Friday, March 30, 2007

They took him down

Before Him shall bow all who go down to the dust
and he who cannot keep himself alive. Psalm 22:29
They took him down
His crumpled, pierced body, destroyed by the world
to which he came.
Beyond hope
Beyond life
Sentenced to the dust that rose up to meet him.
Did they cry for him? Did wailing fill the air?
Were breasts beaten and clothing torn
as minds and hearts struggled to comprehend the ending of what had seemed to be a beginning?
What does the heart do when hope is extinguished?
Where does the mind run to when all the answers are removed?
There was nothing left to feel...nothing left to think...
They took him down
His crumpled, pierced body
And took it for burial.

Tuesday, March 27, 2007

Father Forgive

Father forgive them: they know not what they do.
They do not realise that the choices they make have such repercussions.
They do not know that it is easier to end a war than to begin it.
They do not recognise the moment when their words slice into flesh.
They know not how to raise their children without expectations weighing heavy on the shoulders of the young, so that each generation is burdened with the unfulfilled desires of the last.
Father forgive them; they live
as though unseeing, as though unhearing.
They do not recognise the song of the planets
They do not open their eyes to the specks of stardust floating in the air.
They act, they react, they pretend
that they understand, that they have comprehension of the voices
that reach out to them from across the wastelands of time and understanding.
The voices of those who have made the same mistakes, time after time,
and spent aeons in regret
that no one listened out and learned from them.
Each generation failing to know, failing to recognise the moment
when God put himself at our mercy
and stretched out his hands to break bread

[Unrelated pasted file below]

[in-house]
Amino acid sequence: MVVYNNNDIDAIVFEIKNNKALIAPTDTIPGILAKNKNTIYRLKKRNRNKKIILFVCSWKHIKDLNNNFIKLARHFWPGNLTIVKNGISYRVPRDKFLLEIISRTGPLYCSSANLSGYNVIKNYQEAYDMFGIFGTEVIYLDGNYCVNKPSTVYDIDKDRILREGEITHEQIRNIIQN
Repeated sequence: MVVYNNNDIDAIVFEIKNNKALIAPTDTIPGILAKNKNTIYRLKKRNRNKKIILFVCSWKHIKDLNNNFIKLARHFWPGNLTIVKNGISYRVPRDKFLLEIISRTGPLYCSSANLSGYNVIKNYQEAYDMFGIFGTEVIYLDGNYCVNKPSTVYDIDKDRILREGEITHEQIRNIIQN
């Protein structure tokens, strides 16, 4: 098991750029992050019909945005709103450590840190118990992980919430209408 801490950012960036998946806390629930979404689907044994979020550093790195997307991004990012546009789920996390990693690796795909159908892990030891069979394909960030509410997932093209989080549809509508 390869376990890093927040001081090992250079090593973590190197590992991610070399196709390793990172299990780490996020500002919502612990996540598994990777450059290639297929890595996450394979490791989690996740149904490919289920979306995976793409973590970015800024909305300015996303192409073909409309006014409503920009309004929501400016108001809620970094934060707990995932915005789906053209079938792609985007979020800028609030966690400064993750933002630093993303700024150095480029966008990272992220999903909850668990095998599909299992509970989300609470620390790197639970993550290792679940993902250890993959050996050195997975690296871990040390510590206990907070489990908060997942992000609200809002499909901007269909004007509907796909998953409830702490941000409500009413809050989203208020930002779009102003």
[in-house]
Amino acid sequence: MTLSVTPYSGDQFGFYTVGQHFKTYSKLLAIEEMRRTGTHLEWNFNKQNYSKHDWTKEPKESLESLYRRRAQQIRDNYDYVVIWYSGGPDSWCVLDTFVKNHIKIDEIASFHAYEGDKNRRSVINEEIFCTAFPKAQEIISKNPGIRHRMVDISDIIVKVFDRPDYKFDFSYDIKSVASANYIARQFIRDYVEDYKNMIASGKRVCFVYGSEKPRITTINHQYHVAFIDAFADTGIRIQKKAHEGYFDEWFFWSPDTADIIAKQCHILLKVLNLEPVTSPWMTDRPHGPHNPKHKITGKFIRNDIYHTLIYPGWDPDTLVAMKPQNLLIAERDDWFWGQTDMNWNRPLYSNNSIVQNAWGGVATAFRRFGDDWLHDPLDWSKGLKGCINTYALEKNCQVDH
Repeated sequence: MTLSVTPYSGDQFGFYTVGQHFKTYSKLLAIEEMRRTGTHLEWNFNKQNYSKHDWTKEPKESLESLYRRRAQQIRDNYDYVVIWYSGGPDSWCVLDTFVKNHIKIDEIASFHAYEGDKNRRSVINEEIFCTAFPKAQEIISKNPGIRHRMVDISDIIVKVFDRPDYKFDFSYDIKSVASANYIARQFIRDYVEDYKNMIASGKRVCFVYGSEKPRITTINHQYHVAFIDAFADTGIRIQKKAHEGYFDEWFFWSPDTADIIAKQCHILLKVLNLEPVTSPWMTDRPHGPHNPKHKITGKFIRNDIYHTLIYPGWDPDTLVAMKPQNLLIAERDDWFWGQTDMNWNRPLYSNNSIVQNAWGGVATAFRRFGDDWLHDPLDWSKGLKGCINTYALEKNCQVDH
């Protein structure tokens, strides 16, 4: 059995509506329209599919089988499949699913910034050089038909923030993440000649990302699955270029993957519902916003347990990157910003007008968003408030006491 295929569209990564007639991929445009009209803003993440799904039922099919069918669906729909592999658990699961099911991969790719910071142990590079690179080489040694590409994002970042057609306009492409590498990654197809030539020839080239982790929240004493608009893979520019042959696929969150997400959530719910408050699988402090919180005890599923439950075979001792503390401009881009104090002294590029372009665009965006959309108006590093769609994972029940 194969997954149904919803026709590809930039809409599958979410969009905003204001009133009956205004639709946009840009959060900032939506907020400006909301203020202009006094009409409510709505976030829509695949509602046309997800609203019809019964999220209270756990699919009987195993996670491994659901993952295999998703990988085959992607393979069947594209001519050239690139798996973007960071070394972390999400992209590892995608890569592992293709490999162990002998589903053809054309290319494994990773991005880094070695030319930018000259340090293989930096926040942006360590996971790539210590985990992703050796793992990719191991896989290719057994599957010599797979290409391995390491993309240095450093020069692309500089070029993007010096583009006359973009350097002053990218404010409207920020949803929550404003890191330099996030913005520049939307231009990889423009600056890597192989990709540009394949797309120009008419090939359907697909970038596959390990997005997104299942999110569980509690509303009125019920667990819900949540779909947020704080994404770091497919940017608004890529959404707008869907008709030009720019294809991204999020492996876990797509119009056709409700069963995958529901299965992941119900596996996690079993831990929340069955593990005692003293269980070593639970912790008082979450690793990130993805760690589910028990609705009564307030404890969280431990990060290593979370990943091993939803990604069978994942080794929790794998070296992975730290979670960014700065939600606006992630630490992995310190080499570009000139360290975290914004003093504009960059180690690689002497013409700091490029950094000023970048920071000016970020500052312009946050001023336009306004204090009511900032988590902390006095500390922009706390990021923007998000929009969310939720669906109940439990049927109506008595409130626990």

to take the pain and not to rise up against it
to touch and not to harm
to accept and not expect
to know, and not be known.

Thursday, March 15, 2007

Psalm 22:14 : I am poured out like water, and all my bones are out of joint. My heart is like wax; it is melted within my lay me in the dust of death.
Luke 23:33 : When they came to the place that is called The Skull, they crucified Jesus there with the criminals.
Three years have I toiled in the dust and the heat of this land.
Thirty-three years of walking amongst this beloved and recalcitrant race:
Now there is nothing left to do
but endure, and count down the moments
until I rest my head and body in death.
I, who held newborn stars in the palm of my hand
and trod the galaxies in my pursuit of beauty;
I now stretch out my arms to receive the blows of metal on metal, driven
through my very flesh. I surrender
my hands, my feet, to a different pursuit; they are no longer mine to control
but are abandoned to the whim of evil.
My flesh is not my own; it belongs to this place now,
given over to the pain and degradation of punishment,
keeping company with those despised or forgotten by polite society.
I will be raised up
stretching wide my arms to embrace even this -

Monday, March 12, 2007

Stripping bare

John 19:23 : ...they took his clothes and divided them...
Philippians 2:5-8 : ...he emptied himself...
To Strip: To take or pull clothing off. To denude, lay bare, to empty completely.
To deprive, despoil, divest, dismantle.
To loot, pillage, plunder, rob, ransack.
They have stripped you bare, Lord.
They have robbed you of your covering, even the mocking robe. You stand
quietly, dignified even, despite the little dignity afforded you.
They have taken away everything they can - your respectability,
your status, your security. Perhaps they were never there to take.
you emptied yourself, long before these representatives of humanity
laid their hands upon you. An offering, not a ransacking. Your choice,
Not ours.

Monday, March 05, 2007

Women of Jerusalem

Luke 23: 27 - 31
Dear hearts, do not weep now.
Let me whisper it: there is pain to come.
To live is to suffer. To be human is to know loss,
and dark days, and darker hours before the dawn.
Hold me now, for a moment; cling fast
and do not let go. Whisper it again
to your children, to yourselves:
There is pain to come. That much is inevitable. Do not pretend otherwise.
But remember this: I know it too.


Matthew 27: 32 : As they went out, they came upon a man from Cyrene named Simon; they compelled this man to carry his cross.

I cannot pretend that I come willingly.

I imagined myself as a spectator, perhaps cheering, maybe jeering. This participation isn't me.

Now I have blood on my hands, splinters and callouses; the war wounds of a kindness that I did not choose. The pounding relentless noise of a thirsty crowd in my ears. The overwhelming weight upon my shoulders, the weight of a sentence that isn't mine.